I HAVE received the cask of sweet sake and the gifts of wild yams and tokoro yams1 that you sent. The Brahmā Net Sutra says that in giving alms one must not begrudge even a single sheet of paper or a single straw. And The Treatise on the Great Perfection of Wisdom tells how, because someone offered a mud pie to the Buddha, he was reborn as the king of Jambudvīpa.2
How much greater by comparison are these gifts of yours! Moreover, you have lost your husband and are now a lay nun, with no one to depend upon. And from Nishiyama in the province of Suruga you have sent them all the way to the mountains of Hakiri in the province of Kai. You sent them, I surmise, because you understand how hard life is for me, a sage abandoned by the world and beset by the cold. Since I lost my father and mother, I have known no such kindness as this! When I think of the depth of your concern for me, I can barely hold back my tears.
I, Nichiren, may be an evil man, but how can the Lotus Sutra be anything but perfect? Though the bag may be smelly, the gold in it is pure; though the lake may be muddy, the lotuses that grow there are unsullied. I, Nichiren, may be the most perverse person in all Japan, but the Lotus Sutra is still the greatest of all the sutras. If sensible people wish to avail themselves of the gold, they will not discard its bag; if they care for the lotuses, they will not despise the lake.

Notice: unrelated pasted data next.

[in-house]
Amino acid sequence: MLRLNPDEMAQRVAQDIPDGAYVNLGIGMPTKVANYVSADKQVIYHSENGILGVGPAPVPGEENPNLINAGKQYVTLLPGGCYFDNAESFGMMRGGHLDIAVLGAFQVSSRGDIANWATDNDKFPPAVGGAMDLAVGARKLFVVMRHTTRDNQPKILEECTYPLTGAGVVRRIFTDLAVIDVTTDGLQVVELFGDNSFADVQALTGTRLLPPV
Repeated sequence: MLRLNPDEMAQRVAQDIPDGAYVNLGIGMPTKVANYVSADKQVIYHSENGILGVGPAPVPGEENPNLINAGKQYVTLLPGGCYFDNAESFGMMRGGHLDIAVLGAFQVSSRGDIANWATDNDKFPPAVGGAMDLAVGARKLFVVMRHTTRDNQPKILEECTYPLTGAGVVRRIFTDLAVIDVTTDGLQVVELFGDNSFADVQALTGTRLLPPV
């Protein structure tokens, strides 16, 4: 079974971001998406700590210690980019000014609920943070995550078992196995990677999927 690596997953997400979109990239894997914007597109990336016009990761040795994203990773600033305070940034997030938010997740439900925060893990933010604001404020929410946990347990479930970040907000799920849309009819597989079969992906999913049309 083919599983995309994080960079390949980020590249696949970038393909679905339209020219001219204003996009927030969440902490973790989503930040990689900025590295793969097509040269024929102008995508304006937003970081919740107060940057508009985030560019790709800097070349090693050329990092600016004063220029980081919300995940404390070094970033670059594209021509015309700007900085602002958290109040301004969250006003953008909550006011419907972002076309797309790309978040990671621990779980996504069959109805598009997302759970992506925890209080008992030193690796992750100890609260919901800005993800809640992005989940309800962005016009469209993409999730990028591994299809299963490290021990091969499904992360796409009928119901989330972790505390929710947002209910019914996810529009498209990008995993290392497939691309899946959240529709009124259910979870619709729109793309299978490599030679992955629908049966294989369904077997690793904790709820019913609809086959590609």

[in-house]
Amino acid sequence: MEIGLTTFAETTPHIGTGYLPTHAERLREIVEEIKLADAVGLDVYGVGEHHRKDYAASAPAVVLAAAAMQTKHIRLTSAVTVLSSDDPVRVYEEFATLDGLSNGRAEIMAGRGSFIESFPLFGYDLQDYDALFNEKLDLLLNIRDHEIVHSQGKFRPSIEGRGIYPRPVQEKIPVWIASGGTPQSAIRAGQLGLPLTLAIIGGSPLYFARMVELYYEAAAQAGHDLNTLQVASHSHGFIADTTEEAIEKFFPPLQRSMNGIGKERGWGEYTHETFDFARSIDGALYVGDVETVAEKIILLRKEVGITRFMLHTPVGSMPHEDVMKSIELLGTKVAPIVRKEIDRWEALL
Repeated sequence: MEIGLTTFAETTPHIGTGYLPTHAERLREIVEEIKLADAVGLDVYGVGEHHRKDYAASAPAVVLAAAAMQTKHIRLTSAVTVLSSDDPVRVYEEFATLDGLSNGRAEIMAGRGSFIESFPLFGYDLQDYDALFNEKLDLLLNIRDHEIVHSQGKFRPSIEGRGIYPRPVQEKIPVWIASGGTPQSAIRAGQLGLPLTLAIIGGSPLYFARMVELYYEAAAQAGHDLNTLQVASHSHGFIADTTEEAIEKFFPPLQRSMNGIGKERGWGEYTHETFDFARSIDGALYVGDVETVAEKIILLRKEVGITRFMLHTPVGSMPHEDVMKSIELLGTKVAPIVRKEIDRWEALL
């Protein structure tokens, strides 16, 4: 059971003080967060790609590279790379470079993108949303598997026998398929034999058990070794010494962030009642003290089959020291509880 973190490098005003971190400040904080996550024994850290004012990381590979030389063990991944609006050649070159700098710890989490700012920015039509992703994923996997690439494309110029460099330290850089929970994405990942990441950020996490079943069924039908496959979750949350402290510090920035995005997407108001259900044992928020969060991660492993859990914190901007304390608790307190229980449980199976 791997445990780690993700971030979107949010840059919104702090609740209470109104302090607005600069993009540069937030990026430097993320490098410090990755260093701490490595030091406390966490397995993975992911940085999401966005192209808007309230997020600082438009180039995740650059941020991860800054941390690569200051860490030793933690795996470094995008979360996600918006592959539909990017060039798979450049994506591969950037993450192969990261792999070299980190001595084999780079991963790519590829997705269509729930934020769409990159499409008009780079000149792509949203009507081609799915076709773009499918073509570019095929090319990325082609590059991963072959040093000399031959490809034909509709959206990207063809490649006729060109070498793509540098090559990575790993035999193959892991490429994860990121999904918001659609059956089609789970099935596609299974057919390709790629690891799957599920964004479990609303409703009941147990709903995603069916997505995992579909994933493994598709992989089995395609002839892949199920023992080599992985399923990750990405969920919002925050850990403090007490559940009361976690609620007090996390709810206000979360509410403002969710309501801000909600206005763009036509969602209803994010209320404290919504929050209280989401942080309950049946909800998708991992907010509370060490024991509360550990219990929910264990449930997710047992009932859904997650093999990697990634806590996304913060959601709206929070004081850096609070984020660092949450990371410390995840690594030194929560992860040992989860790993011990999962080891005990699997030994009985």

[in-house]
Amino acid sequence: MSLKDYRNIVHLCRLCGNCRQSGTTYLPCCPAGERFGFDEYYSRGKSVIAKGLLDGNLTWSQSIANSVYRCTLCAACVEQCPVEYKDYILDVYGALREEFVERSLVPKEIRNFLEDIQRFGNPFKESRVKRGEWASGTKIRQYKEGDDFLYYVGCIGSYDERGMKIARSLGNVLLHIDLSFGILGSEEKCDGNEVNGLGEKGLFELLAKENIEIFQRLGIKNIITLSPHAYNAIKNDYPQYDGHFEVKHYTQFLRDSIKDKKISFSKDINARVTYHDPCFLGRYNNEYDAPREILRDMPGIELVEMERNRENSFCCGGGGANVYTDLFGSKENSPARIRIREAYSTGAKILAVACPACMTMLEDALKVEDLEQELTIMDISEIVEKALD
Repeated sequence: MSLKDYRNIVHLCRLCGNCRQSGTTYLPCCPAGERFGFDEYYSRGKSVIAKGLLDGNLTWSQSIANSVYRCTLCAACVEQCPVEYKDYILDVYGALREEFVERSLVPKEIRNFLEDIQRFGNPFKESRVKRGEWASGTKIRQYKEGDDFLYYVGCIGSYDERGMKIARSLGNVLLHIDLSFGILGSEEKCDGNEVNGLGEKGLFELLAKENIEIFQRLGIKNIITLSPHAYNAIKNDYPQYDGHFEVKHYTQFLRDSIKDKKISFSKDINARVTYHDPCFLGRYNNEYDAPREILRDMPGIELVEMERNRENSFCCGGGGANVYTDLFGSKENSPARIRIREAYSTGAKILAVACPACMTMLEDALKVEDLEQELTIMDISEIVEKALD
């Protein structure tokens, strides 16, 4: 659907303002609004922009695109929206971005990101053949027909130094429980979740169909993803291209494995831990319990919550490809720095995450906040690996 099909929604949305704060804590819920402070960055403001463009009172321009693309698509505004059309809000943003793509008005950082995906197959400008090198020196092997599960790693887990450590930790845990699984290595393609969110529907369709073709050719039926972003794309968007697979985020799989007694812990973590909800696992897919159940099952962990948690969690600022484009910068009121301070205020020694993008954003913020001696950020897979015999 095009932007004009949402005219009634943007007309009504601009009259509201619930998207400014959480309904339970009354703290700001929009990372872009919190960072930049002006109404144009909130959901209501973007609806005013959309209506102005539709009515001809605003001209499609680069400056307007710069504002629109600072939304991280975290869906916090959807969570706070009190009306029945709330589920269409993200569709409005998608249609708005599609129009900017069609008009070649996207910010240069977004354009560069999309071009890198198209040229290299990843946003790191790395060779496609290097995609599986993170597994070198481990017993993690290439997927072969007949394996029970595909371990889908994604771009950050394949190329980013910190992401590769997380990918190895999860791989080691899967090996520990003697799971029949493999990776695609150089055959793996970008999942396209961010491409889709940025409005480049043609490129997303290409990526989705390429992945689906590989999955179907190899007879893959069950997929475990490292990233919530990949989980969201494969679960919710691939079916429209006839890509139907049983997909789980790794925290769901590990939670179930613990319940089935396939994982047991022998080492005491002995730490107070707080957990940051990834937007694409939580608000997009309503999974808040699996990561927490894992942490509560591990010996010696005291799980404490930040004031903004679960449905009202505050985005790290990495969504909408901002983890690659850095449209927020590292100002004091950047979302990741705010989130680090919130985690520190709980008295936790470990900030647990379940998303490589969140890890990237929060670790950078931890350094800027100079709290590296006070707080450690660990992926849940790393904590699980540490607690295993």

If I were evil and yet were to attain Buddhahood, the power of the Lotus Sutra would be revealed without fail. Therefore, if I were to come to an evil end, that would perhaps bring disgrace upon the Lotus Sutra. As such is the case, though I may be seen as evil, let me be evil, let me be evil!
With my deep respect.
1. Also called onidokoro, genus Dioscorea. They are perennial plants with thick, sometimes woody roots or tuber-like underground stems and net-veined, often heart-shaped leaves that sometimes are lobed.
2. According to this work, the great king Ashoka, when he was a boy named Virtue Victorious in a previous existence, offered a mud pie to Shakyamuni Buddha as a gesture of respect. See also Ashoka and Virtue Victorious in Glossary.